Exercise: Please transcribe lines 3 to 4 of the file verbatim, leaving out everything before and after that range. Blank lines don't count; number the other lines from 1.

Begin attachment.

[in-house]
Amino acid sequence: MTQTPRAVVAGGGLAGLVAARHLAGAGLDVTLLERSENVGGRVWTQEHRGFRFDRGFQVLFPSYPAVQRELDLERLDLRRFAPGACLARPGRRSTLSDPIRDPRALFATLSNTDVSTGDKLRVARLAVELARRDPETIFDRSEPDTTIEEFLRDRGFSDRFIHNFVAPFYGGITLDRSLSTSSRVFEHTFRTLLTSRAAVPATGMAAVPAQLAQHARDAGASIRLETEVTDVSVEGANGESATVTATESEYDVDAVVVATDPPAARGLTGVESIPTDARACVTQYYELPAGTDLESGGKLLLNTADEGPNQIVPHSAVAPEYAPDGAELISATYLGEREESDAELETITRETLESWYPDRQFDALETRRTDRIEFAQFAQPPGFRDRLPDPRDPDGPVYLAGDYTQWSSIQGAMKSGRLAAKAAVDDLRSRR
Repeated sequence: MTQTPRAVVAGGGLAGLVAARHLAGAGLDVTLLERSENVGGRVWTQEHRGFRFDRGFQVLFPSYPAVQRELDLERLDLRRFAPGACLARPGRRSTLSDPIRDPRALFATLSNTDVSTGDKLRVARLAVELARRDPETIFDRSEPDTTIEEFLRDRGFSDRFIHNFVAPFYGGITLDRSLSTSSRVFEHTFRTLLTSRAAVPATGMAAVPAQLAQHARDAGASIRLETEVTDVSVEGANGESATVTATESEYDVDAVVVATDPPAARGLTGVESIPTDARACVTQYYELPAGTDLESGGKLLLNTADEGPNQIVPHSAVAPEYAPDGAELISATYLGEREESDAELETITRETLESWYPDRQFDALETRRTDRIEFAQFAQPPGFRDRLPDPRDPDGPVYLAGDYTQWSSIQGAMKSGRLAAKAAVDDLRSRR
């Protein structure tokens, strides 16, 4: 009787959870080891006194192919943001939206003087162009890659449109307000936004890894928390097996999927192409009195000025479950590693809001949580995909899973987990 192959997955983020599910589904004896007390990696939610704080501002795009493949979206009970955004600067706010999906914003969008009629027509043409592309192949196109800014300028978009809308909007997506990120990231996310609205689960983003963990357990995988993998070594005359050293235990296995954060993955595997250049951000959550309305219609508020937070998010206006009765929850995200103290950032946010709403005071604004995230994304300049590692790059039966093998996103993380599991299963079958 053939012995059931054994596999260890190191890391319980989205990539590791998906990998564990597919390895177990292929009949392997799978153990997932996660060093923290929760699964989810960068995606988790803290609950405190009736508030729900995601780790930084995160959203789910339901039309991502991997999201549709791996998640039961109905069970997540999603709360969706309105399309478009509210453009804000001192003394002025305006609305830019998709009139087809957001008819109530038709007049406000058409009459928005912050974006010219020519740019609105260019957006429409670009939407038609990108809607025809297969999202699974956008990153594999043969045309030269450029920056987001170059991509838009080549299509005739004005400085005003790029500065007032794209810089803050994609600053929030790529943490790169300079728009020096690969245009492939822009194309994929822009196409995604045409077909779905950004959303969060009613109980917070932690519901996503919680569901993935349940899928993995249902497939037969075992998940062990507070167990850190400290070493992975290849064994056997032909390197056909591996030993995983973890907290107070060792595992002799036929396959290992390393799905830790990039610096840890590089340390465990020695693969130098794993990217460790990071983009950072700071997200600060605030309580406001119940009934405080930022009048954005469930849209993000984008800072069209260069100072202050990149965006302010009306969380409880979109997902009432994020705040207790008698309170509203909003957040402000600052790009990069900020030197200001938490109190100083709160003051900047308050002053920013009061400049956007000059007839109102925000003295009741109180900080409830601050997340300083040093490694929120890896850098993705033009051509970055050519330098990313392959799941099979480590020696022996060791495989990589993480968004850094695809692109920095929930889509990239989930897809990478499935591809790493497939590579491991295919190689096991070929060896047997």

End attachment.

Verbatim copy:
Repeated sequence: MTQTPRAVVAGGGLAGLVAARHLAGAGLDVTLLERSENVGGRVWTQEHRGFRFDRGFQVLFPSYPAVQRELDLERLDLRRFAPGACLARPGRRSTLSDPIRDPRALFATLSNTDVSTGDKLRVARLAVELARRDPETIFDRSEPDTTIEEFLRDRGFSDRFIHNFVAPFYGGITLDRSLSTSSRVFEHTFRTLLTSRAAVPATGMAAVPAQLAQHARDAGASIRLETEVTDVSVEGANGESATVTATESEYDVDAVVVATDPPAARGLTGVESIPTDARACVTQYYELPAGTDLESGGKLLLNTADEGPNQIVPHSAVAPEYAPDGAELISATYLGEREESDAELETITRETLESWYPDRQFDALETRRTDRIEFAQFAQPPGFRDRLPDPRDPDGPVYLAGDYTQWSSIQGAMKSGRLAAKAAVDDLRSRR
């Protein structure tokens, strides 16, 4: 009787959870080891006194192919943001939206003087162009890659449109307000936004890894928390097996999927192409009195000025479950590693809001949580995909899973987990 192959997955983020599910589904004896007390990696939610704080501002795009493949979206009970955004600067706010999906914003969008009629027509043409592309192949196109800014300028978009809308909007997506990120990231996310609205689960983003963990357990995988993998070594005359050293235990296995954060993955595997250049951000959550309305219609508020937070998010206006009765929850995200103290950032946010709403005071604004995230994304300049590692790059039966093998996103993380599991299963079958 053939012995059931054994596999260890190191890391319980989205990539590791998906990998564990597919390895177990292929009949392997799978153990997932996660060093923290929760699964989810960068995606988790803290609950405190009736508030729900995601780790930084995160959203789910339901039309991502991997999201549709791996998640039961109905069970997540999603709360969706309105399309478009509210453009804000001192003394002025305006609305830019998709009139087809957001008819109530038709007049406000058409009459928005912050974006010219020519740019609105260019957006429409670009939407038609990108809607025809297969999202699974956008990153594999043969045309030269450029920056987001170059991509838009080549299509005739004005400085005003790029500065007032794209810089803050994609600053929030790529943490790169300079728009020096690969245009492939822009194309994929822009196409995604045409077909779905950004959303969060009613109980917070932690519901996503919680569901993935349940899928993995249902497939037969075992998940062990507070167990850190400290070493992975290849064994056997032909390197056909591996030993995983973890907290107070060792595992002799036929396959290992390393799905830790990039610096840890590089340390465990020695693969130098794993990217460790990071983009950072700071997200600060605030309580406001119940009934405080930022009048954005469930849209993000984008800072069209260069100072202050990149965006302010009306969380409880979109997902009432994020705040207790008698309170509203909003957040402000600052790009990069900020030197200001938490109190100083709160003051900047308050002053920013009061400049956007000059007839109102925000003295009741109180900080409830601050997340300083040093490694929120890896850098993705033009051509970055050519330098990313392959799941099979480590020696022996060791495989990589993480968004850094695809692109920095929930889509990239989930897809990478499935591809790493497939590579491991295919190689096991070929060896047997």